City Matrix: Washington D.C.

I recently returned from a brief visit to Washington D.C. to present at an environmental tech conference. I will preface this City Matrix by stating that we did not stay in downtown or Old Town or any hip-trendy-town. We stayed at National Harbor, Maryland, with which I have many qualms. I did create a City Matrix for actual D.C. below, however. But first, here’s the thing: upon entering the main street, I immediately felt nauseated and off balance. The whole “harbor” felt manufactured and plunked down based on some grand fantasy for consumerism heaven/hell (however you see it). The buildings were all identical in style and clearly designed and built at the exact same time within the last ten years. There was a giant television screen blocking the waterfront with ads running continuously throughout the night. The scale of the buildings left me and my humanness feeling obsolete and without a sense of belonging or comfort. It was clear that the “harbor” was not created to improve a human experience but to retrieve the fastest ROI for a massive pie-in-the-sky capitalistic project. Now this may all seem pretty harsh, but I’m sharing my experience as it was. Based on the photos I took below, it is seemingly picturesque, but by far overbuilt.

National Harbor, Maryland. Convention Center (left) and view from Harbor shore (right).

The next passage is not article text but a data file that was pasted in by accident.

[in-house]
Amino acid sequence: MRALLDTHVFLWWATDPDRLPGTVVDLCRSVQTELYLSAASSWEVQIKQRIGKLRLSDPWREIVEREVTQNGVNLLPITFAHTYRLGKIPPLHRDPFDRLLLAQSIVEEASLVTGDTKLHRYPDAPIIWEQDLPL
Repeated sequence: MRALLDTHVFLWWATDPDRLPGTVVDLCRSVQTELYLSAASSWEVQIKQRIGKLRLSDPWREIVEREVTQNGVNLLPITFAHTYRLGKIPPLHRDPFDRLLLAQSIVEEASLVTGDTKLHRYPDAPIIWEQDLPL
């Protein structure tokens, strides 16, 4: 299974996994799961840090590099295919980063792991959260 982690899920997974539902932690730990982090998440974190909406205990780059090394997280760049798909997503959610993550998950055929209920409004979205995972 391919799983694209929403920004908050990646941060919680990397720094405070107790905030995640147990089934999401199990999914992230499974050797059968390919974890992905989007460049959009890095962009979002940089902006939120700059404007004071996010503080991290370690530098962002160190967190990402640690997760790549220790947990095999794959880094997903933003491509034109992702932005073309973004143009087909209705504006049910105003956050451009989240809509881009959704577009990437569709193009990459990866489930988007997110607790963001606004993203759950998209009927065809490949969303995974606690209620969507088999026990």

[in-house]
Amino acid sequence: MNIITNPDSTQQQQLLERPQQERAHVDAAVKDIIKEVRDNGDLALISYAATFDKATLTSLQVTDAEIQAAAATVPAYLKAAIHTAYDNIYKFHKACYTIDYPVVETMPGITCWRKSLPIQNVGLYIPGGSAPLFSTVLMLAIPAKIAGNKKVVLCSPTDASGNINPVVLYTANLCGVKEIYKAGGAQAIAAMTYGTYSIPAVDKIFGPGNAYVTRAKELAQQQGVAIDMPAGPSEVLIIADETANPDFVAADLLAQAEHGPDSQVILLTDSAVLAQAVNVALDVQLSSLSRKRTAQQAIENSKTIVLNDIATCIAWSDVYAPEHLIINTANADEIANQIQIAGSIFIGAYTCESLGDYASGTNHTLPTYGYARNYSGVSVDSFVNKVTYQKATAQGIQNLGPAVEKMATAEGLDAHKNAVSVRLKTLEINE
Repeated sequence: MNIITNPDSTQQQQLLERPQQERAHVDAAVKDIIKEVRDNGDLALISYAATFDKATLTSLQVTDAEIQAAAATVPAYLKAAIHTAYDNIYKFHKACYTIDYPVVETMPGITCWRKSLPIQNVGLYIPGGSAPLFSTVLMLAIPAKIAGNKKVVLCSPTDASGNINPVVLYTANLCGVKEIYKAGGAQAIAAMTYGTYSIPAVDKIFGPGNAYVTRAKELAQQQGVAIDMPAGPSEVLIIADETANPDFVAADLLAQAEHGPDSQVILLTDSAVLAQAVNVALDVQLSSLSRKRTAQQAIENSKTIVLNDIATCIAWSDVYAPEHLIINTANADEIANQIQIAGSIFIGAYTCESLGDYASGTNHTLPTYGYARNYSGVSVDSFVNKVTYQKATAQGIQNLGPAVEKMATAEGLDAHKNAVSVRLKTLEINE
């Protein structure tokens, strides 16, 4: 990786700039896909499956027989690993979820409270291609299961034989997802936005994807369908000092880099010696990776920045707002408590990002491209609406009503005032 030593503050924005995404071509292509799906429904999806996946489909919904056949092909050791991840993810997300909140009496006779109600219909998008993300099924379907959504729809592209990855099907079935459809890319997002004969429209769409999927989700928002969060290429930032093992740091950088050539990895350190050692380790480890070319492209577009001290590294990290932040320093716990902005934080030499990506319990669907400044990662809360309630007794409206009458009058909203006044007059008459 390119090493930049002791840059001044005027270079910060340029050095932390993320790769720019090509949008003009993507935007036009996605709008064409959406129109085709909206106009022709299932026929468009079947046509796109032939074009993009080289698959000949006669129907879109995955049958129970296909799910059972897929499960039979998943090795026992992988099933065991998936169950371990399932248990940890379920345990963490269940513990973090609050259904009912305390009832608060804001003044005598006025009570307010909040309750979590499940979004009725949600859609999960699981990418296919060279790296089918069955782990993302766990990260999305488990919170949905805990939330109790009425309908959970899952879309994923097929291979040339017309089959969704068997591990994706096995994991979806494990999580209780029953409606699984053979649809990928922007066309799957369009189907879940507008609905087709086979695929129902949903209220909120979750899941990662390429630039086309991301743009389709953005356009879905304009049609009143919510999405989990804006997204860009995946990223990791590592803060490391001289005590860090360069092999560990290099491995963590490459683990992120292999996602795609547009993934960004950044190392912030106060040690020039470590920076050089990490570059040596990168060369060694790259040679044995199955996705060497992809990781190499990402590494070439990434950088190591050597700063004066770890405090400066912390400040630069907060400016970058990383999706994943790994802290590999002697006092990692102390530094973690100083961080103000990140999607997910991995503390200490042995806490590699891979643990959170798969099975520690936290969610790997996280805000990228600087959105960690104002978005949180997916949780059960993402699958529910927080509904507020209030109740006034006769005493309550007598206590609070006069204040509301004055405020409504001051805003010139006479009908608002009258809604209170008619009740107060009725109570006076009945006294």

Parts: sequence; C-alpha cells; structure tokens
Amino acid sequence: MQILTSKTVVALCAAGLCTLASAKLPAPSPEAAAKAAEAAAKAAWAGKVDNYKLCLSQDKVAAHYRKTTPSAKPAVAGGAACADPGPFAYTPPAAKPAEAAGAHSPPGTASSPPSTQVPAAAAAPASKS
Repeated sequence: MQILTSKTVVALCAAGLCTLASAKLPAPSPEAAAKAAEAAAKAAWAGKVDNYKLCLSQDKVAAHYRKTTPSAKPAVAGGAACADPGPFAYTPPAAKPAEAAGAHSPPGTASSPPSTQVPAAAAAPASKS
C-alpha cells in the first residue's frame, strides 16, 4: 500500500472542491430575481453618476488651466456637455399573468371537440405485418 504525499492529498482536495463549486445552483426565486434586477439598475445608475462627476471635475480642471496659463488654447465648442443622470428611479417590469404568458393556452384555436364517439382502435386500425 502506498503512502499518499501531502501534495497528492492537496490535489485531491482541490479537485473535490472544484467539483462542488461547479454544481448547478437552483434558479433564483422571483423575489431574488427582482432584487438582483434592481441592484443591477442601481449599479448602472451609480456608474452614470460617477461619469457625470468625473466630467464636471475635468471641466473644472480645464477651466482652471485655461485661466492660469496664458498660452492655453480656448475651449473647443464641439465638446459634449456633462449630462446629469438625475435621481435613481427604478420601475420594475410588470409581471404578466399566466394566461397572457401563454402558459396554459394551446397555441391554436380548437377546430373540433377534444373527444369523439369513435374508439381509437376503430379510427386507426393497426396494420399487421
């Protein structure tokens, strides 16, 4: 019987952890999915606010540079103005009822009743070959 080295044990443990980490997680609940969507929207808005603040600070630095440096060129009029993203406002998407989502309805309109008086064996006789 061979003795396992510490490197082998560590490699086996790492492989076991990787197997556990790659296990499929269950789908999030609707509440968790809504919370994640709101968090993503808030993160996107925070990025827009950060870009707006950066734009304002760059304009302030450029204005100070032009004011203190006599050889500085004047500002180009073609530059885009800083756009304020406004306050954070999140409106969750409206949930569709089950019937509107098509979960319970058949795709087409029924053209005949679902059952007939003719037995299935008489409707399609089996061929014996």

I did create a city matrix for what I was able to experience in actual D.C., which overall was pretty unique.

  1. Access to nature and trails

Trails everywhere! Mostly cityscape trails to the monuments and such. But, the connectivity to neighborhoods, greenspace, and restaurants was very easy and enjoyable to walk.

2. Safe foot & bike travel

Very walkable, especially to see all the touristy things. We saw many bikers (most without helmets) navigating the busy city streets. Bike lanes or designated routes were not as apparent, but people seemed to be getting around just fine.

Covered bike parking (shown to the left middle of the image)

3. Available public transportation

That rubber wheel subway knows what it’s doing.

4. Avoidance of urban sprawl

I think National Harbor is an example of the extended city sprawl. The DMV area is unique, which makes it difficult to tell where a city starts and stops.

5. Public art & sculpture

Everywhere. You’ll get your patriotic eagle here and there too.

Casual outdoor places of rest (near George Washington University)

6. Initiatives to end poverty

Let’s sure hope so where the nation’s policies are made. I did not stay long enough to deep dive into this on a community level, but I would like to explore this on my next visit.

7. Countless cultural events

ETHIOPIAN FOOD. I’m going to count this as a cultural event because it is so prolific, authentic, and delicious in D.C. We went to Queen of Sheba on 9th and felt so full and happy afterwards.

8. Live music: free and/or often

Didn’t have a chance to experience, but am open to suggestions for next time.

9. Access to organic, affordable food

10. Available recycling & composting

11. Air quality & cleanliness

Fair.

12. Unique style & architecture

Very colonial residences and regal government building with some European influences. There were a surprising amount of curved wall buildings for apartments and business buildings.

13. “Funky” attitude & personality

Diverse and vibrant! I would like to go back to get a better sense of the city’s personality as a whole.

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